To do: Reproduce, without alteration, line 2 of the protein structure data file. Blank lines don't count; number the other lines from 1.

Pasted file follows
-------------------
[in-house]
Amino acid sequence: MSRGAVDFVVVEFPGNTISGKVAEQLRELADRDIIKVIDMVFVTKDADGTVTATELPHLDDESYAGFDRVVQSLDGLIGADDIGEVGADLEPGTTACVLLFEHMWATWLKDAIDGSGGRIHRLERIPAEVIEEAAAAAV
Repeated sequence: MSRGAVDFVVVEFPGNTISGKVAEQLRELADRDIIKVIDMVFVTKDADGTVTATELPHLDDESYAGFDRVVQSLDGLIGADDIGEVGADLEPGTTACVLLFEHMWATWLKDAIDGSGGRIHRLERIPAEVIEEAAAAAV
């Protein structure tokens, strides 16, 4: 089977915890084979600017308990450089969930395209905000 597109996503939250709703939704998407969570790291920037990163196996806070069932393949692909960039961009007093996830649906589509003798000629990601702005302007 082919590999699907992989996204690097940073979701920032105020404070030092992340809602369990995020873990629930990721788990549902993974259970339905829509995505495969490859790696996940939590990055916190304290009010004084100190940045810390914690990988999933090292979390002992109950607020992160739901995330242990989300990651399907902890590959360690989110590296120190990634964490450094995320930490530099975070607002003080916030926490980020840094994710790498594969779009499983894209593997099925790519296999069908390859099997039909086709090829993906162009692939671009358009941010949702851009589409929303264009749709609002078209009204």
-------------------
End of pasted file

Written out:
Amino acid sequence: MSRGAVDFVVVEFPGNTISGKVAEQLRELADRDIIKVIDMVFVTKDADGTVTATELPHLDDESYAGFDRVVQSLDGLIGADDIGEVGADLEPGTTACVLLFEHMWATWLKDAIDGSGGRIHRLERIPAEVIEEAAAAAV